are suspect. Persons of bias, known to the sheriff, are ineligible. Patent disabilities are as much as pressure of time and circumstance will permit to be considered. Of course on request of counsel or in the existence of conditions which seem suspect to the court, adjournment may be had for service of the tales. Neither of these situations obtained at the time of the presentation of the tales, counsel for the defense tacitly acceding to the procedures at that time by partaking of the examination of the prospective jurors.
Was there then denial of the right to a fair and impartial jury in the premises? The answer to that question depends, as the New Jersey Supreme Court said, on 'whether the under-sheriff departed from any principle, judicial or legislative, and if he did, whether that departure invalidates the conviction upon the showing described above.' 31 N.J. at page 171, 155 A.2d at page 774. N.J.S. 2A:74-10, places upon the sheriff the duty of summoning from among the bystanders or others such additional number of persons qualified as jurors as may be ordered by the court. Other than this directive nothing is said as to how or from what sources he shall procure the jurors. These are matters within his discretion. In the present case there appeared no obvious disqualification of the accepted talesmen, nor did any appear on their voir dire. In the final analysis the basis of the petitioner's claim to violation of his rights rests on an alleged delegation of his duty by the under-sheriff to a stranger to his office.
In a well considered opinion by Chief Justice Weintraub, the New Jersey Supreme Court held that while the method pursued by the under-sheriff might have been unwise or irregular, it could not be construed as a delegation of authority. In telephoning to the various companies, requesting that persons be sent for jury duty, the under-sheriff did not authorize final selection by the recipients of the telephone call. They were requested to send people who might be considered for jury duty. The right to accept or reject them was never surrendered by the under-sheriff. At most by this means he secured the attendance of the possible jurors who became bystanders by their presence. And further, that his possibilities were not limited to bystanders as such at the time of issuance of the judge's order is indicated by the language of the statute referring to 'bystanders or others.' N.J.S. 2A:74-10.
The learned dissenting justice found difficulty in the fact that the sheriff was directed to 'summon' prospective jurors, inferring that in the context the use of the word 'summon' imported compulsion. That would certainly be true of bystanders. But summon has another signification, namely, notify. And notification need not of necessity be personal. However, when in response to notice, persons other than bystanders appear in court, they then become bystanders and any further call of the sheriff becomes then an effective command. This double significance of the word seems implied by the use of the words 'bystanders or others.' But whether or no, the fact is that when they appeared the persons notified became bystanders and as such, in the absence of disqualifying elements, subject to call as jurors.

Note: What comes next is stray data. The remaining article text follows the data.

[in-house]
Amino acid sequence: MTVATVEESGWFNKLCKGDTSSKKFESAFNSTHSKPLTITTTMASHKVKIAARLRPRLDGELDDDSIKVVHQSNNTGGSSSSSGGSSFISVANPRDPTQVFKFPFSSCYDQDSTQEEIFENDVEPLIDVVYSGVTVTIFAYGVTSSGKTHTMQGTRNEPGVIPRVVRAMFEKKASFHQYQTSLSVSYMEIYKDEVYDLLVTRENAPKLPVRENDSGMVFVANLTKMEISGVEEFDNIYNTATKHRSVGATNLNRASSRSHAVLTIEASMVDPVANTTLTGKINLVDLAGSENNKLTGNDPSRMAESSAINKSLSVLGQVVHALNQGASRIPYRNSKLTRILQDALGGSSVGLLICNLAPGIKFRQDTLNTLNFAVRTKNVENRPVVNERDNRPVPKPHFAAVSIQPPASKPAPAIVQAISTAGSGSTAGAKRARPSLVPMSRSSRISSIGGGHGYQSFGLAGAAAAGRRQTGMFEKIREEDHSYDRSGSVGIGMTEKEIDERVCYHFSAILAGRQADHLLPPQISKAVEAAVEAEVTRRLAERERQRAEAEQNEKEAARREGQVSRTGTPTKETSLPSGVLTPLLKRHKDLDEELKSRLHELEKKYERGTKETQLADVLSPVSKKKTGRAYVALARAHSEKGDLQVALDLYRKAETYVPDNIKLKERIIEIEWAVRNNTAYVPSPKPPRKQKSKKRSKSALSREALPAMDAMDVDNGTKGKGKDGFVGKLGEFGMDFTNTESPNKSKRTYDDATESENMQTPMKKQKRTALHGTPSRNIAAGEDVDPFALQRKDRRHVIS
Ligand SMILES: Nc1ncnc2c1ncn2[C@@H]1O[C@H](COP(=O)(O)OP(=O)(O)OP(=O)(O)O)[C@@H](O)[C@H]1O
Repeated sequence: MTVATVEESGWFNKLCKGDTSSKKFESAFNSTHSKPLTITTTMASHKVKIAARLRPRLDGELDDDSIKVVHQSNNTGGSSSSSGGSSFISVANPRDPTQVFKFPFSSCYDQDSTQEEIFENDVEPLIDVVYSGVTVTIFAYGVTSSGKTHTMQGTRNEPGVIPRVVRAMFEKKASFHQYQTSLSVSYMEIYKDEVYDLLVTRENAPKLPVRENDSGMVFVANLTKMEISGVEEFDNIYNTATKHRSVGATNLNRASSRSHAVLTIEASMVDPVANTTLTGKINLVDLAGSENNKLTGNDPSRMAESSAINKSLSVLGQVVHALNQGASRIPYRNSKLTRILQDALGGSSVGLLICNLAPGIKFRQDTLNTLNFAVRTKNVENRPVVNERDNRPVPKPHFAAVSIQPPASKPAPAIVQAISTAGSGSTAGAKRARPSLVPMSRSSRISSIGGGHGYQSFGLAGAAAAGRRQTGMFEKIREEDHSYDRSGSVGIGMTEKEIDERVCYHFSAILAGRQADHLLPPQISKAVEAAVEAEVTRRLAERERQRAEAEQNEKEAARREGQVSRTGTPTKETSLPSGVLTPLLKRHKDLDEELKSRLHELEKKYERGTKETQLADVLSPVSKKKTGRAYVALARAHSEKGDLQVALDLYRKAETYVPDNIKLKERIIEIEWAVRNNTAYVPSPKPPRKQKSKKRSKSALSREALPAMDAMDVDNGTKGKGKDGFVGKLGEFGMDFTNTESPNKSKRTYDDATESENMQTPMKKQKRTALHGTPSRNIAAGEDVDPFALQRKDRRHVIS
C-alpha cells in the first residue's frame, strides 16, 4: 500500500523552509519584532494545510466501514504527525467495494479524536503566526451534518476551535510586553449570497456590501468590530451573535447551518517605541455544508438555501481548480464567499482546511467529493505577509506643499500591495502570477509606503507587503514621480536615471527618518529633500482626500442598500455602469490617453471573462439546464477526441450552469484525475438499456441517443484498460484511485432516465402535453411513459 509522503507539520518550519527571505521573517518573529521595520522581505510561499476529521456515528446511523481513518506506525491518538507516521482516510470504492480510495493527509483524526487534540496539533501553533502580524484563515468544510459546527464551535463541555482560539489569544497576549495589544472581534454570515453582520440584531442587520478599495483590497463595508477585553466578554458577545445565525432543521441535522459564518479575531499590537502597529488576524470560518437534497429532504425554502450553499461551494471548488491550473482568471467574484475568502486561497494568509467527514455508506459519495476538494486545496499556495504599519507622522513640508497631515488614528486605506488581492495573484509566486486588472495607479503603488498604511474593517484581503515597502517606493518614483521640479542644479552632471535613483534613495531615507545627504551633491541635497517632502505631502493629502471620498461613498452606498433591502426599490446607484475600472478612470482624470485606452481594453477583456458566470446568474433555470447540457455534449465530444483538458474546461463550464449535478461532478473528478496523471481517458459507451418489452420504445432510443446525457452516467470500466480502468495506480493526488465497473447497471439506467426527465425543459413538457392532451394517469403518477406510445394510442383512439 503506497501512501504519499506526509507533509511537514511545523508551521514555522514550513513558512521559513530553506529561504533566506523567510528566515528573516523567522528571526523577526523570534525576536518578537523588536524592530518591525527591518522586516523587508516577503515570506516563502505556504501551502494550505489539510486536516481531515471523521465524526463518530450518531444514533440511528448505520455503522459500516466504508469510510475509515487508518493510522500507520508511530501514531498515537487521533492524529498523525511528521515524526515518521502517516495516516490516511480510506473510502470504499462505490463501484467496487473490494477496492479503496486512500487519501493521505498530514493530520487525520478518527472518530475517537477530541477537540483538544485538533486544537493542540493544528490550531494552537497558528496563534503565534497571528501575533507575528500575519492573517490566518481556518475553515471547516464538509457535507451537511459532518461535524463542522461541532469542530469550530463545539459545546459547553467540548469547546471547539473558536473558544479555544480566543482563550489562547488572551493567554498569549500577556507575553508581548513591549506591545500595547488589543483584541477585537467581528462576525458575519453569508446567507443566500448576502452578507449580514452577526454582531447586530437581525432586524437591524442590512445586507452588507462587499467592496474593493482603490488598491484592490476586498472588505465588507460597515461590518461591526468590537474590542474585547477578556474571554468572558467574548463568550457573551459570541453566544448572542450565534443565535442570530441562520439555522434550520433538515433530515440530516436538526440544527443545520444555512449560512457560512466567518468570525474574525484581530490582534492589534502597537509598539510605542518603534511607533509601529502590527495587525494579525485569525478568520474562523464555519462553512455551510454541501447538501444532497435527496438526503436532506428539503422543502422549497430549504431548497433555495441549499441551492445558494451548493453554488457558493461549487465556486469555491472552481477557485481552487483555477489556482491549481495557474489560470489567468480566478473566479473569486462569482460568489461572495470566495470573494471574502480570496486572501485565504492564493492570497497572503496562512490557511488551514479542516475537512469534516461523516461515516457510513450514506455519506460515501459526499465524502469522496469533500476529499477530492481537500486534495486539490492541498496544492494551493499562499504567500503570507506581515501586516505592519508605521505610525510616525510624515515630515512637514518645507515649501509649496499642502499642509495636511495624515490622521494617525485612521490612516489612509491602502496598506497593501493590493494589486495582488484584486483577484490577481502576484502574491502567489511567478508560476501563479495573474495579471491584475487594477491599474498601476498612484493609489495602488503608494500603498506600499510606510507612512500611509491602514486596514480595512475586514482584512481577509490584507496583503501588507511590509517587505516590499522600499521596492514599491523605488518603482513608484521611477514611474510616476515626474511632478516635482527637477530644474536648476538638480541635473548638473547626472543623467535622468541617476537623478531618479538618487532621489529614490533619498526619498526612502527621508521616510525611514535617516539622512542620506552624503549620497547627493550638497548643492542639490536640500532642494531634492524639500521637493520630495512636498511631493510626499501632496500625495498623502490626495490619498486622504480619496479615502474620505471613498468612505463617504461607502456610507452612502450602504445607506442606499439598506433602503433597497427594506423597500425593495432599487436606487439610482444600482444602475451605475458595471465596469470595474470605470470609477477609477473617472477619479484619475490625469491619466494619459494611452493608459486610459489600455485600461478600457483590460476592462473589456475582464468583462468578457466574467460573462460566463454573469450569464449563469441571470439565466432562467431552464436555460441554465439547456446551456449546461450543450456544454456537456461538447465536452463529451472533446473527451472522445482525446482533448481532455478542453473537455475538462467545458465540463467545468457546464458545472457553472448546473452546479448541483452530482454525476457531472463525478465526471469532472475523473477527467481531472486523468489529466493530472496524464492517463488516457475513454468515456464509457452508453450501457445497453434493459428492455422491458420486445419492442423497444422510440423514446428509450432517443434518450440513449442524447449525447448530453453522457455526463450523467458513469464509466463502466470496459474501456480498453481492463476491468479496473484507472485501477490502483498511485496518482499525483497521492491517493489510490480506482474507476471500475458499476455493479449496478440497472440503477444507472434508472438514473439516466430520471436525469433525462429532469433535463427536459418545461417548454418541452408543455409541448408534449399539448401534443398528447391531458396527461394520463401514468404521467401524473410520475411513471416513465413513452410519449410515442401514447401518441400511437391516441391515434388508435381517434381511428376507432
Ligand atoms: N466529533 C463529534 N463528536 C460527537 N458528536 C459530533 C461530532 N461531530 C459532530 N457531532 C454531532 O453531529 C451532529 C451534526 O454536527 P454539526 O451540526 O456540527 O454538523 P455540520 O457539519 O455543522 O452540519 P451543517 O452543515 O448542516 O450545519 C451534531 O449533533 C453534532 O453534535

In considering the application of the statute which prescribes the method of drawing juries, it may be well to keep in mind a comment of Justice Harlan, in the case of Hoag v. State of New Jersey, 1958, 356 U.S. 464, 468, 78 S. Ct. 829, 833, 2 L. Ed. 2d 913, where he said 'For it has long been recognized as the very essence of our federalism that the States should have the widest latitude in the administration of their own systems of criminal justice.' He further quotes from Brock v. State of North Carolina, 1953, 344 U.S. 424, 427-428, 73 S. Ct. 349, 351, 97 L. Ed. 456, as follows: 'The pattern of due process is picked out in the facts and circumstances of each case.'
It is the conviction of this court, further, that we must be concerned more with substance than technique, with realities rather than flimsy figments. We must indeed have deep concern about the rights of all men, of whatever state or condition, and be fiercely jealous of such rights. But our concern must be realistic and not based on impractical niceties.
As no evidence of fraud, collusion or impropriety developed in the hearing concerning the presence of the disputed tales, and none is alleged other than the method of their procurement, it seems to this court that there was no denial of the right of petitioner to a fair and impartial jury, and the petition is dismissed.
Let an order be submitted.
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